finally, finally, catholic world youth day week fiasco (deceptively marketed as world youth day) is behind us. all that is left is a few stray red orange yellow backpacks wandering around and a general sense of trauma. and, hopefully, a precedent for ridiculous laws to be challenged, and some atheist pride.
i didn’t really do much about the organising. i went to the meetings at newq, but i didn’t put my hand up for much, and i didn’t go to many meetings at other venues, including the important one, that happened to be on my birthday. the group i started so recently went on without me. i keep feeling like i should be apologising, but in fact it’s a spectacularly good thing, that i kick started something that is able to run without me.
i also didn’t get to most of the events i wanted to, even when it was no longer illegal to be ‘irritating’, and i stopped hiding under the bed waiting for it to all go away. i missed the world truth day event, world heathens day at unsw, the welcome, the kiss-in, and even the heretics’ bbq that sydney atheists put on right at the end. the time got changed a couple of hours beforehand, so i drove in early to check for people wandering around lost, but both gates were blocked off, so i wandered off to meet alex and we went and sat in a park in newtown. when the new time came and we tried to go back, there were roadblocks everywhere and we ended up going in circles. i got summoned by sms so we tried again, and it was even worse – half a dozen road blocks, with a river of pilgrims passing in front. some you could pass, if you waited, but you would always find another.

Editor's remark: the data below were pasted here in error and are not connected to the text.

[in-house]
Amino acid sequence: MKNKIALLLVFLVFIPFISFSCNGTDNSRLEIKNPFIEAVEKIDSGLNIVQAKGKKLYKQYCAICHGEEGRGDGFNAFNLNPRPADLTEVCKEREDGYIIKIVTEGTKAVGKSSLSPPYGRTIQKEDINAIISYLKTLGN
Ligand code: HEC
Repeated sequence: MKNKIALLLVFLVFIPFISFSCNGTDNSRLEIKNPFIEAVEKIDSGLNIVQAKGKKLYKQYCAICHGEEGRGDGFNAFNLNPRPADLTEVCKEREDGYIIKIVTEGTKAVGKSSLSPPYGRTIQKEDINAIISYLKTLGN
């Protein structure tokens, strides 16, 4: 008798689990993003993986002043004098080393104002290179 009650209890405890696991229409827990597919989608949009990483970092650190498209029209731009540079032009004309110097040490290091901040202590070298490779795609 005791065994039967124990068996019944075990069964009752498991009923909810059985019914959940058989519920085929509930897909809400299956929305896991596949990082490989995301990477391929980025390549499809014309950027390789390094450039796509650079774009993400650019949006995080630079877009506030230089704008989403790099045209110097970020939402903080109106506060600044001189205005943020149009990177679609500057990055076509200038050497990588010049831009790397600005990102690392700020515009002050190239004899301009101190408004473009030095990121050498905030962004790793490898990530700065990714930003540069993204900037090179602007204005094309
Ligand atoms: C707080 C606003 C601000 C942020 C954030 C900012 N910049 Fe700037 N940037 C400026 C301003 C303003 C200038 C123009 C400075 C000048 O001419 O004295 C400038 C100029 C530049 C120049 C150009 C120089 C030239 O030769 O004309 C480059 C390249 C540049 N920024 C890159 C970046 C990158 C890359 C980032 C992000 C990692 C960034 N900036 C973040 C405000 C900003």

the one event i did get to, though, was the big protest on saturday. that was good. queer people and atheists, and queer atheists, which is a beautiful sight to see. and some who weren’t queer or atheist – the friendly catholics, the raelians (yes i know they call themselves atheist), the polish news team with their wyd lanyards flying agressively. standing around at taylor square went on for long enough to chat to most people i knew, and marching to the park felt positive and strong. not so being let into the enclosure, ringed with police, chanting across the barriers at the tide of pilgrims swarming down the mardi gras route. just wrong, really. we were using old forms of showing our displeasure, with watered down, ‘friendly’ messages. the tshirts may say pope go homo, but the message of the day was exhorting them to protect themselves. i don’t think many of them would care, even if they could hear and understand what we were chanting for all of a few seconds as they walked by our contained protest. mostly, from what i saw, we were laughed at and blessed, which was very unpleasant, as we watched in horror as the hordes just kept coming. if anyone was looking for a show of strength, i was certainly reminded of the way the world works. despite a respectable turnout, as protests these days go, they outnumbered us, by probably a thousand times. they also out-niced us, as wishy washy as our vocal messages were. of course, that’s not quite such a reflection of their church. still, there was one incident, to keep it lively; a pilgrim managed to jump the fence, get past the cops and take a swing at one of us. and for the first time ever, the police defended us, and took him away in handcuffs. handcuffs that he held up in victory, but handcuffs nonetheless. the police in this country have been helpful when i’ve been broken into or had my bag stolen, but not so great when i’ve been assaulted or crashed into. i have had them be sometimes friendly, sometimes incredibly abusive on the road, and when i’ve exercised that old democratic right to protest, i’ve seen them range from officious to menacing to planting a horse’s hoof five centimetres from my face. so sometimes it’s nice to see them doing their job, and think that maybe here, unlike many places, i won’t be dangerously discriminated against for being an out atheist.